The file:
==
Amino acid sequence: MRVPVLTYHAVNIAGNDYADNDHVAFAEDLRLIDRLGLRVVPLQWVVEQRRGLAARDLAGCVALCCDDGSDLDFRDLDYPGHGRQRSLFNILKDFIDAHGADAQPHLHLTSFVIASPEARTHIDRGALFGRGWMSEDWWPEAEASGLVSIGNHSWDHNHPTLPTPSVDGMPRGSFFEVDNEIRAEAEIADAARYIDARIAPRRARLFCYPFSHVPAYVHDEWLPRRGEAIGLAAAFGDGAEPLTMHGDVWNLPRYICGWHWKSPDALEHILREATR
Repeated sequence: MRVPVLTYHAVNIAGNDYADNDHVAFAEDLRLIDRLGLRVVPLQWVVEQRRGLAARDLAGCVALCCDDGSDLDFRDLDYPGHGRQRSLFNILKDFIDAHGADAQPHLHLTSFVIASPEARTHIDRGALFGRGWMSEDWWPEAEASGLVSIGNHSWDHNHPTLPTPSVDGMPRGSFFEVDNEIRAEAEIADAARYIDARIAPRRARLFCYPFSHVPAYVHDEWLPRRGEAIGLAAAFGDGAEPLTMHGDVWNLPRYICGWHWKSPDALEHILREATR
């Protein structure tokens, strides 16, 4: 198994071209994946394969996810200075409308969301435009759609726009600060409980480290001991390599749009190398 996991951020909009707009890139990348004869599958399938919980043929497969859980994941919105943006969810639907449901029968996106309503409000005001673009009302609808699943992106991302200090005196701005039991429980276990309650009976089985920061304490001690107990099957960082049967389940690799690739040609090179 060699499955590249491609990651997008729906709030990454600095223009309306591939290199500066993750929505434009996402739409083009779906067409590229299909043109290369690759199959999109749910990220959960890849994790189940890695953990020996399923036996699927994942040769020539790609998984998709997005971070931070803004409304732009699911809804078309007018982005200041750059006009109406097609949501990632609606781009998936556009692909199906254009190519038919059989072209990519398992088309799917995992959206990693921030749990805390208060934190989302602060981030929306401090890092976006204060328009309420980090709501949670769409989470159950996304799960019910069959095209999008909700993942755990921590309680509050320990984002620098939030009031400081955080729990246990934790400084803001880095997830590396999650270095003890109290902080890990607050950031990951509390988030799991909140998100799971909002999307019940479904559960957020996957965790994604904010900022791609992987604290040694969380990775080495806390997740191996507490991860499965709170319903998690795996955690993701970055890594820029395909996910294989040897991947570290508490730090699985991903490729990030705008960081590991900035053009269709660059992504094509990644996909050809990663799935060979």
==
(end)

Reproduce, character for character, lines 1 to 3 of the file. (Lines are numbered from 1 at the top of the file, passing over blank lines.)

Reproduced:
Amino acid sequence: MRVPVLTYHAVNIAGNDYADNDHVAFAEDLRLIDRLGLRVVPLQWVVEQRRGLAARDLAGCVALCCDDGSDLDFRDLDYPGHGRQRSLFNILKDFIDAHGADAQPHLHLTSFVIASPEARTHIDRGALFGRGWMSEDWWPEAEASGLVSIGNHSWDHNHPTLPTPSVDGMPRGSFFEVDNEIRAEAEIADAARYIDARIAPRRARLFCYPFSHVPAYVHDEWLPRRGEAIGLAAAFGDGAEPLTMHGDVWNLPRYICGWHWKSPDALEHILREATR
Repeated sequence: MRVPVLTYHAVNIAGNDYADNDHVAFAEDLRLIDRLGLRVVPLQWVVEQRRGLAARDLAGCVALCCDDGSDLDFRDLDYPGHGRQRSLFNILKDFIDAHGADAQPHLHLTSFVIASPEARTHIDRGALFGRGWMSEDWWPEAEASGLVSIGNHSWDHNHPTLPTPSVDGMPRGSFFEVDNEIRAEAEIADAARYIDARIAPRRARLFCYPFSHVPAYVHDEWLPRRGEAIGLAAAFGDGAEPLTMHGDVWNLPRYICGWHWKSPDALEHILREATR
């Protein structure tokens, strides 16, 4: 198994071209994946394969996810200075409308969301435009759609726009600060409980480290001991390599749009190398 996991951020909009707009890139990348004869599958399938919980043929497969859980994941919105943006969810639907449901029968996106309503409000005001673009009302609808699943992106991302200090005196701005039991429980276990309650009976089985920061304490001690107990099957960082049967389940690799690739040609090179 060699499955590249491609990651997008729906709030990454600095223009309306591939290199500066993750929505434009996402739409083009779906067409590229299909043109290369690759199959999109749910990220959960890849994790189940890695953990020996399923036996699927994942040769020539790609998984998709997005971070931070803004409304732009699911809804078309007018982005200041750059006009109406097609949501990632609606781009998936556009692909199906254009190519038919059989072209990519398992088309799917995992959206990693921030749990805390208060934190989302602060981030929306401090890092976006204060328009309420980090709501949670769409989470159950996304799960019910069959095209999008909700993942755990921590309680509050320990984002620098939030009031400081955080729990246990934790400084803001880095997830590396999650270095003890109290902080890990607050950031990951509390988030799991909140998100799971909002999307019940479904559960957020996957965790994604904010900022791609992987604290040694969380990775080495806390997740191996507490991860499965709170319903998690795996955690993701970055890594820029395909996910294989040897991947570290508490730090699985991903490729990030705008960081590991900035053009269709660059992504094509990644996909050809990663799935060979």